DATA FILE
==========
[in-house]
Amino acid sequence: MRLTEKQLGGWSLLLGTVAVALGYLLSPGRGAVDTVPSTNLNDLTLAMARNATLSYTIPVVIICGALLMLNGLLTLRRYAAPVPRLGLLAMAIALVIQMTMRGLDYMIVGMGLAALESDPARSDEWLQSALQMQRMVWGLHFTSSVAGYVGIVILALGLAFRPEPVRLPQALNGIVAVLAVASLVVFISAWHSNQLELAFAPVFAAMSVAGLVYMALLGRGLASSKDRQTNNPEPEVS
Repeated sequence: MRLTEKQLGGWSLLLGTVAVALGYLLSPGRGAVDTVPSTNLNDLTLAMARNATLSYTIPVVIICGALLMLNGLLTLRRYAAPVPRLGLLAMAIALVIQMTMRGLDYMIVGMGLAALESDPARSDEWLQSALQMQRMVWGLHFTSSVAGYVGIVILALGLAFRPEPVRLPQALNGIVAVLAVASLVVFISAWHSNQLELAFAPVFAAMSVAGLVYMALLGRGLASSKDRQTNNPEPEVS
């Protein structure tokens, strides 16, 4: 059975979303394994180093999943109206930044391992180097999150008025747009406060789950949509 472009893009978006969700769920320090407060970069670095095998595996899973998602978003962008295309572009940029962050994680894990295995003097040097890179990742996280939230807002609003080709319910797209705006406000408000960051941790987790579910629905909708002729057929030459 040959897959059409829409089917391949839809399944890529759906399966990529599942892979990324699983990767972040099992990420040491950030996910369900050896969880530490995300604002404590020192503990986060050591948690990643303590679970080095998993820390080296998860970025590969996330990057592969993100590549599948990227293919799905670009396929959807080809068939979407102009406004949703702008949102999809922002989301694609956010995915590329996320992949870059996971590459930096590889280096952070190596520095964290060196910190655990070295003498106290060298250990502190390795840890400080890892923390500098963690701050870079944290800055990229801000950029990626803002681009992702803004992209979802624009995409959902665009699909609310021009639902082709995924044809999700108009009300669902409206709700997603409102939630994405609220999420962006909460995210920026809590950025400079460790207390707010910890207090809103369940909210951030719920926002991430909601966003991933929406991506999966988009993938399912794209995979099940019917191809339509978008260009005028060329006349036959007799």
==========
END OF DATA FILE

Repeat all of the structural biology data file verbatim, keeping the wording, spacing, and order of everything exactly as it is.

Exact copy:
[in-house]
Amino acid sequence: MRLTEKQLGGWSLLLGTVAVALGYLLSPGRGAVDTVPSTNLNDLTLAMARNATLSYTIPVVIICGALLMLNGLLTLRRYAAPVPRLGLLAMAIALVIQMTMRGLDYMIVGMGLAALESDPARSDEWLQSALQMQRMVWGLHFTSSVAGYVGIVILALGLAFRPEPVRLPQALNGIVAVLAVASLVVFISAWHSNQLELAFAPVFAAMSVAGLVYMALLGRGLASSKDRQTNNPEPEVS
Repeated sequence: MRLTEKQLGGWSLLLGTVAVALGYLLSPGRGAVDTVPSTNLNDLTLAMARNATLSYTIPVVIICGALLMLNGLLTLRRYAAPVPRLGLLAMAIALVIQMTMRGLDYMIVGMGLAALESDPARSDEWLQSALQMQRMVWGLHFTSSVAGYVGIVILALGLAFRPEPVRLPQALNGIVAVLAVASLVVFISAWHSNQLELAFAPVFAAMSVAGLVYMALLGRGLASSKDRQTNNPEPEVS
């Protein structure tokens, strides 16, 4: 059975979303394994180093999943109206930044391992180097999150008025747009406060789950949509 472009893009978006969700769920320090407060970069670095095998595996899973998602978003962008295309572009940029962050994680894990295995003097040097890179990742996280939230807002609003080709319910797209705006406000408000960051941790987790579910629905909708002729057929030459 040959897959059409829409089917391949839809399944890529759906399966990529599942892979990324699983990767972040099992990420040491950030996910369900050896969880530490995300604002404590020192503990986060050591948690990643303590679970080095998993820390080296998860970025590969996330990057592969993100590549599948990227293919799905670009396929959807080809068939979407102009406004949703702008949102999809922002989301694609956010995915590329996320992949870059996971590459930096590889280096952070190596520095964290060196910190655990070295003498106290060298250990502190390795840890400080890892923390500098963690701050870079944290800055990229801000950029990626803002681009992702803004992209979802624009995409959902665009699909609310021009639902082709995924044809999700108009009300669902409206709700997603409102939630994405609220999420962006909460995210920026809590950025400079460790207390707010910890207090809103369940909210951030719920926002991430909601966003991933929406991506999966988009993938399912794209995979099940019917191809339509978008260009005028060329006349036959007799």